This is an insanely difficult and terrifying decision. I love teaching but I don’t love being a teacher. There are 10,000,0000 things I do in a day that don’t bring me any joy. I just love the teaching so much I stuck with and tolerated those things. But it’s clear that this job isn’t good for me. I had 80 nights in a row where I was unable to sleep through the night. I’ve lost 15 lbs without even trying. I don’t eat anymore and stopped taking care of myself. My average resting heartrate at school rarely goes below 85.
In fact, my heartrate spikes at the beginning of each class from anxiety and frequently hits 120-130 (this past Monday I hit 50 bpm).
This is clearly killing me. These levels of stress can lead to heart disease, diabetes, stroke and so much more (source).
“‘As much as I love my students, I’m not going to kill myself over this. I don’t mean COVID kill, I mean they’re working me to death,’ she said. ‘Frankly, I would rather be a barista at Starbucks right now than a teacher, because at the end of the day, I could walk away from work.'” (Education Week).
It’s not just the COVID teaching, either. A lot of the things that are not working for me will exist in other countries or in other years, schools, districts and states. This is a job you can’t leave at work and I’m not good at that.
1 side of me really wants to teach and keep fighting through all the health issues but it is just not healthy or good to keep killing myself slowly. I’d love to be that martyr teacher that runs myself into the ground teaching kids. But then what? I’m burned out and hate my life and the kids, trapped in a Colorado retirement system that requires 10 more years to go. I’d rather get out of the profession while I’m still fresh.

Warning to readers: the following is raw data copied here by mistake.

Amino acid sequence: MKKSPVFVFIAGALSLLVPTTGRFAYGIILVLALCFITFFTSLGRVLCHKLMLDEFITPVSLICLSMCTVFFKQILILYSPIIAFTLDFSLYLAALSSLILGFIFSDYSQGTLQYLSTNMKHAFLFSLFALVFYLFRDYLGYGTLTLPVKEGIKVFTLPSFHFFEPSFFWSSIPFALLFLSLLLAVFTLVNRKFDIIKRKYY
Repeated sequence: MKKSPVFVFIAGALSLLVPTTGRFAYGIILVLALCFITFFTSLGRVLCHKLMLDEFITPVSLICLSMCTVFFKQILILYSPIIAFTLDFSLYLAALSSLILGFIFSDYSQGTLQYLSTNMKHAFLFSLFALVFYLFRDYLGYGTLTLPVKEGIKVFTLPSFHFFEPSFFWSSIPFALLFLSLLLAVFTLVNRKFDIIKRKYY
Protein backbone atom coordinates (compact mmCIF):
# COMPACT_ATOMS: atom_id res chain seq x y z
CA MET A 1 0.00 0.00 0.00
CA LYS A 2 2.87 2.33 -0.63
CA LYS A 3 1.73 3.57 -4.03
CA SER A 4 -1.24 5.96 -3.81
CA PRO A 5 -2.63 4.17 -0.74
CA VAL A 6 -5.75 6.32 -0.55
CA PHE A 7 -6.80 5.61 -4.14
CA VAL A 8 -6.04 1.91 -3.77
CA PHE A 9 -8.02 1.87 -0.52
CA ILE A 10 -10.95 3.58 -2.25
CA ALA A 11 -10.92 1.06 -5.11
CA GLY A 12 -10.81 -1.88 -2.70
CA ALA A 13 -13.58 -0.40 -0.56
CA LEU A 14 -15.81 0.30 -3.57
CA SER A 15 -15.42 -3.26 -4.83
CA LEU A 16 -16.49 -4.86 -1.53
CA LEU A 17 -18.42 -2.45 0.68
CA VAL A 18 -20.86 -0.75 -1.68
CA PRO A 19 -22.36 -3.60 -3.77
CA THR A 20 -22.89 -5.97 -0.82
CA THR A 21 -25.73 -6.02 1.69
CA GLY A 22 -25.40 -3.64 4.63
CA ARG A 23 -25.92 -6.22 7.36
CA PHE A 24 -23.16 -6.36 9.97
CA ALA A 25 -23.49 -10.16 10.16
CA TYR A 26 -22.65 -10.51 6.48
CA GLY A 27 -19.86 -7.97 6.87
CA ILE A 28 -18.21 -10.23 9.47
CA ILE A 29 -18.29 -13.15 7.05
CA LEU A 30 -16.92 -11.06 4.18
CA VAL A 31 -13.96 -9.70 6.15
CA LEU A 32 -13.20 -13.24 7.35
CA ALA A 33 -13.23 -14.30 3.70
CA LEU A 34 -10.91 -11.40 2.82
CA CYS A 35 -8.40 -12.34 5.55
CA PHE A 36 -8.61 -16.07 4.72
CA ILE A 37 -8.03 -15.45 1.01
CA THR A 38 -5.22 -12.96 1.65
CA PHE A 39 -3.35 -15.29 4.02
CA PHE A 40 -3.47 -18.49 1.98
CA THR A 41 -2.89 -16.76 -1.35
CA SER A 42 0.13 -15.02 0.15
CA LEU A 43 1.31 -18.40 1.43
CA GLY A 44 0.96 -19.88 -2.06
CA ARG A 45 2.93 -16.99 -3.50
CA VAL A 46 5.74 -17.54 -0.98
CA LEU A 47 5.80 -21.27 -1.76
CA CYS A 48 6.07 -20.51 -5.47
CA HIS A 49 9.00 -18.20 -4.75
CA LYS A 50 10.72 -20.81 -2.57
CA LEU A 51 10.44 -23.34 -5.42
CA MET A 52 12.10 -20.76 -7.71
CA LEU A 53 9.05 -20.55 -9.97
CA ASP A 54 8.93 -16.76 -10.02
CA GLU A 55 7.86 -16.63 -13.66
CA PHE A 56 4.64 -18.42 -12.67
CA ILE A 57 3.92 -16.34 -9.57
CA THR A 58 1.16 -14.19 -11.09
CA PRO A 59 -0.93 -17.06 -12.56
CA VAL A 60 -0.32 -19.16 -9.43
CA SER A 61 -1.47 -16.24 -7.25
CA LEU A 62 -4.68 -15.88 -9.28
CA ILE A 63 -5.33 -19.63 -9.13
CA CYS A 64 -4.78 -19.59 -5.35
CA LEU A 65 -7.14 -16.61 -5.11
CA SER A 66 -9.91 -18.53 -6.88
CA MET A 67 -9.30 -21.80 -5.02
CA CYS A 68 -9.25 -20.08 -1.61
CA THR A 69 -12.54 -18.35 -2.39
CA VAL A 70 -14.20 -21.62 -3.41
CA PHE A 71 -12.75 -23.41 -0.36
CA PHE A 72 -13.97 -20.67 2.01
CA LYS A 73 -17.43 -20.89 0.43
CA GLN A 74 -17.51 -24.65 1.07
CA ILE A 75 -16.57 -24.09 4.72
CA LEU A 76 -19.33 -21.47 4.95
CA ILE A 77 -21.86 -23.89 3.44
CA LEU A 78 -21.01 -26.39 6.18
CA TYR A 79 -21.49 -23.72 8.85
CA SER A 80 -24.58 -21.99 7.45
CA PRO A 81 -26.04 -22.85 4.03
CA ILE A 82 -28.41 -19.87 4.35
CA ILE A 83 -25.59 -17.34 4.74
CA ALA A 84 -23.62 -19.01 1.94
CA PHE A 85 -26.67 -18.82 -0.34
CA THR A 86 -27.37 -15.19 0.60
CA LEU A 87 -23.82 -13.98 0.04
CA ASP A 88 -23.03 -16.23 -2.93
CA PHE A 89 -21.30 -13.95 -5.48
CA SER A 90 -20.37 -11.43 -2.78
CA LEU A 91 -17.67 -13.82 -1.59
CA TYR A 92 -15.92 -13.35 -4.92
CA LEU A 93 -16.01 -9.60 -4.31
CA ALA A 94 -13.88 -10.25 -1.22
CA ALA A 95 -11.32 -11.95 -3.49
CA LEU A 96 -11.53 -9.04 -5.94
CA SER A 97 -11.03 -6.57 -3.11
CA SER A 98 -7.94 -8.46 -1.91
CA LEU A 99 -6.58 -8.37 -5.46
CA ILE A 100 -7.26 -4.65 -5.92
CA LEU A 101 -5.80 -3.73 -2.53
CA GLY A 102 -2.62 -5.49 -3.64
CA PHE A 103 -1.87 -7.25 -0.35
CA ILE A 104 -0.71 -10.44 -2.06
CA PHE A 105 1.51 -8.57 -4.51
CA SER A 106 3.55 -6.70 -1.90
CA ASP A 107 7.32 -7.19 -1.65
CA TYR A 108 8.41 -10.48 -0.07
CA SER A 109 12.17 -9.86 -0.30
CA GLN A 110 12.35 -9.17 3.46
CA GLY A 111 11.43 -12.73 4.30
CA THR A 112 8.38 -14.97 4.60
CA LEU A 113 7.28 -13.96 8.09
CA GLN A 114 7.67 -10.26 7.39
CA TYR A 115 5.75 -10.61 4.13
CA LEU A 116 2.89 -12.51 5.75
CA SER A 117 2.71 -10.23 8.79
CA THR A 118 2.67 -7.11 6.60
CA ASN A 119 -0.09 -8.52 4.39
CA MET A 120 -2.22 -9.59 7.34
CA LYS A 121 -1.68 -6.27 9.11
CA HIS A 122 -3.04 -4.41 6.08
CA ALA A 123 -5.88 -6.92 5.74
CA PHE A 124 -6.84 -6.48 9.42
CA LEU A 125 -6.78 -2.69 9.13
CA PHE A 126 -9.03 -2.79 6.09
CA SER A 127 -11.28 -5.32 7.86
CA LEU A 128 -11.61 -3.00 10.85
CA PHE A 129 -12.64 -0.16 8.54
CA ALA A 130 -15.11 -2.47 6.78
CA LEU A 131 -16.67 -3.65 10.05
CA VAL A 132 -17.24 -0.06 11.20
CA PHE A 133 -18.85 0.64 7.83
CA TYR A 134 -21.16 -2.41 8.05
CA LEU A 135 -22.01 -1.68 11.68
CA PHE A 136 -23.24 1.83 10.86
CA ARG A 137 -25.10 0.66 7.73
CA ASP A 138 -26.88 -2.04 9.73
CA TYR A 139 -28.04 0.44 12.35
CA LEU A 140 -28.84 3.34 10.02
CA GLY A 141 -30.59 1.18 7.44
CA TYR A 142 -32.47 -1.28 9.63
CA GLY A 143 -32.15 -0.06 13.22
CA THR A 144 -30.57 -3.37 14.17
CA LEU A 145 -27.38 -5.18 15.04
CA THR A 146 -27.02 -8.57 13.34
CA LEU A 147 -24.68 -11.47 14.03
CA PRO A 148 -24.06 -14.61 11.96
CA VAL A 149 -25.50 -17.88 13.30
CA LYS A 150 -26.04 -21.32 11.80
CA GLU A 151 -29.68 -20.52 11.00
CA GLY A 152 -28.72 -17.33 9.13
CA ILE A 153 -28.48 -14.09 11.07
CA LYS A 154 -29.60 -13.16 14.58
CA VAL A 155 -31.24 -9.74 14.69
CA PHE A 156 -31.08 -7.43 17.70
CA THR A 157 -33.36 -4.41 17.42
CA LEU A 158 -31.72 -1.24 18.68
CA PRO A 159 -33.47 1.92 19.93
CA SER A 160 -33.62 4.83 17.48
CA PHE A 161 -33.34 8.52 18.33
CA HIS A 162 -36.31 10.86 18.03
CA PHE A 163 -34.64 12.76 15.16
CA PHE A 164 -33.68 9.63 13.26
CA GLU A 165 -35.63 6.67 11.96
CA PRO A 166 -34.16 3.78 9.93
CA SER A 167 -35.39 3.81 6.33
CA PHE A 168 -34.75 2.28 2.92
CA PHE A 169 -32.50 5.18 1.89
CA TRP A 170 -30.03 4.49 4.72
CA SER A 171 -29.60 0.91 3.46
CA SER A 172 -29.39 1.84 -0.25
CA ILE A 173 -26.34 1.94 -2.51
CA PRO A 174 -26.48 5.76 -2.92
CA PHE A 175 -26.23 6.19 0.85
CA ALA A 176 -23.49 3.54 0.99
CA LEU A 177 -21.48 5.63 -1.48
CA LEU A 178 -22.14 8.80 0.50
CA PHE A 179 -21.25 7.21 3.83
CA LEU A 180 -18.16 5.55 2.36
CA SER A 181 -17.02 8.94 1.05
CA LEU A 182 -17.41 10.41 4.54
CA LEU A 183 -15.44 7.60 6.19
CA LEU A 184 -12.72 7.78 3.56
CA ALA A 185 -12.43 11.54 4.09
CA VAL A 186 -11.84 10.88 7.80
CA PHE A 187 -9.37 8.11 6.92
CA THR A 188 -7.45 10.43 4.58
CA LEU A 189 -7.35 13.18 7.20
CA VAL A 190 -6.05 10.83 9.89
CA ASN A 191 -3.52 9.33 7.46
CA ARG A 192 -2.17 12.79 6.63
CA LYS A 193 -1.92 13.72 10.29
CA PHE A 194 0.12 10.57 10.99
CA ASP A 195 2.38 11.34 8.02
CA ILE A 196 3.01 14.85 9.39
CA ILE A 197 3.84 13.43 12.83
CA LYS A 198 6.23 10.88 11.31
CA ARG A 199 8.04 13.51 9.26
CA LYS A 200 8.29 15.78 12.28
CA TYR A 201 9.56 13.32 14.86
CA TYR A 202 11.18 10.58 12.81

I don’t want to explain it because I don’t think I can make anyone understand. Even my own husband quitting was something I didn’t/don’t understand and I don’t think he understands why I am quitting. Just like you know you’re meant to do something I know I’m not meant to do this anymore. This is the Post-Covid-Life Crisis I’m talking about. We’ve just had a lot more introspection this year and need to trust when things aren’t working out. I say embrace the change and support those who need/want to make changes. We’ve all collectively lived through a global pandemic. If you need/want a tattoo, piercing, car, new relationship and/or new job to cope I say go for it. We should all hold the door open for each other as we navigate through this.
Don’t think this was an easy decision. This has been 5+ weeks of obsessive thinking, talking to people, going to therapy and lists/data. It was absolutely heartbreaking to finally do it. I cried for the whole 15 minutes of my exit interview) but I know it’s the right thing to do.
So all of this was for nothing?
We have both expressed this sentiment. So what was the point of any of this? Anyone going through a post-covid-life-crisis is probably looking at the past years of their lives and saying “so I’m just going to throw that all away?” But that’s a “Sunken Cost Fallacy.” The idea that just because you’re doing it now or have been doing it for years you may as well keep doing it.
This year, or the 7 years I’ve spent teaching were not “for nothing.” No part of yours or anyone’s lives were “for nothing.”
We didn’t fail at teaching or fail at life. We didn’t make any mistakes when making the hundred emergency decisions we had to make since December of 2019. Fate or whatever-you-believe-in led us down this path and now we’re taking the reigns again and saying enough of this path.
We know what we know now and all the skills and things we’ve learned along the way are only going to help us in the future. It’s not starting over, it’s just going on.